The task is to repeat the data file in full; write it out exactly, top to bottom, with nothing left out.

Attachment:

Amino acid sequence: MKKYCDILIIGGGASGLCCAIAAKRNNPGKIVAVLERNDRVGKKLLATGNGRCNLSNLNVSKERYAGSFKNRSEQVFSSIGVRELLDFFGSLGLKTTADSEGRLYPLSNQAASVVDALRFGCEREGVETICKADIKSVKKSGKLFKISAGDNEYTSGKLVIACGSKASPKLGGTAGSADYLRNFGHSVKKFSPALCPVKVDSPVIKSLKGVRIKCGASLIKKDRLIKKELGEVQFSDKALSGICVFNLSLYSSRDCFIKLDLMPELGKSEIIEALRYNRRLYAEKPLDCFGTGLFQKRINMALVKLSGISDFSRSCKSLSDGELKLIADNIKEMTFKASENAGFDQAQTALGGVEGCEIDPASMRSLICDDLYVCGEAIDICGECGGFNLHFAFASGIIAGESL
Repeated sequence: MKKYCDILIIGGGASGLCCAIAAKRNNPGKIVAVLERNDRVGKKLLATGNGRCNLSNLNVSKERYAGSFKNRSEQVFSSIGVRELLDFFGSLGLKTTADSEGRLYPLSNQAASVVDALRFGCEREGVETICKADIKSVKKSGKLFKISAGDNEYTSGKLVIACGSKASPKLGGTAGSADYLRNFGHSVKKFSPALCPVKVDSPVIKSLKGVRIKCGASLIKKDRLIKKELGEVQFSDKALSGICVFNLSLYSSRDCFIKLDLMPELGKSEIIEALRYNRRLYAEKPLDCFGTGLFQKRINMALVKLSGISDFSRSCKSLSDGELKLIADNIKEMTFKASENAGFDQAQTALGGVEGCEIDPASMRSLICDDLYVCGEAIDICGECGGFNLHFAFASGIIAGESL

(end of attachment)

Amino acid sequence: MKKYCDILIIGGGASGLCCAIAAKRNNPGKIVAVLERNDRVGKKLLATGNGRCNLSNLNVSKERYAGSFKNRSEQVFSSIGVRELLDFFGSLGLKTTADSEGRLYPLSNQAASVVDALRFGCEREGVETICKADIKSVKKSGKLFKISAGDNEYTSGKLVIACGSKASPKLGGTAGSADYLRNFGHSVKKFSPALCPVKVDSPVIKSLKGVRIKCGASLIKKDRLIKKELGEVQFSDKALSGICVFNLSLYSSRDCFIKLDLMPELGKSEIIEALRYNRRLYAEKPLDCFGTGLFQKRINMALVKLSGISDFSRSCKSLSDGELKLIADNIKEMTFKASENAGFDQAQTALGGVEGCEIDPASMRSLICDDLYVCGEAIDICGECGGFNLHFAFASGIIAGESL
Repeated sequence: MKKYCDILIIGGGASGLCCAIAAKRNNPGKIVAVLERNDRVGKKLLATGNGRCNLSNLNVSKERYAGSFKNRSEQVFSSIGVRELLDFFGSLGLKTTADSEGRLYPLSNQAASVVDALRFGCEREGVETICKADIKSVKKSGKLFKISAGDNEYTSGKLVIACGSKASPKLGGTAGSADYLRNFGHSVKKFSPALCPVKVDSPVIKSLKGVRIKCGASLIKKDRLIKKELGEVQFSDKALSGICVFNLSLYSSRDCFIKLDLMPELGKSEIIEALRYNRRLYAEKPLDCFGTGLFQKRINMALVKLSGISDFSRSCKSLSDGELKLIADNIKEMTFKASENAGFDQAQTALGGVEGCEIDPASMRSLICDDLYVCGEAIDICGECGGFNLHFAFASGIIAGESL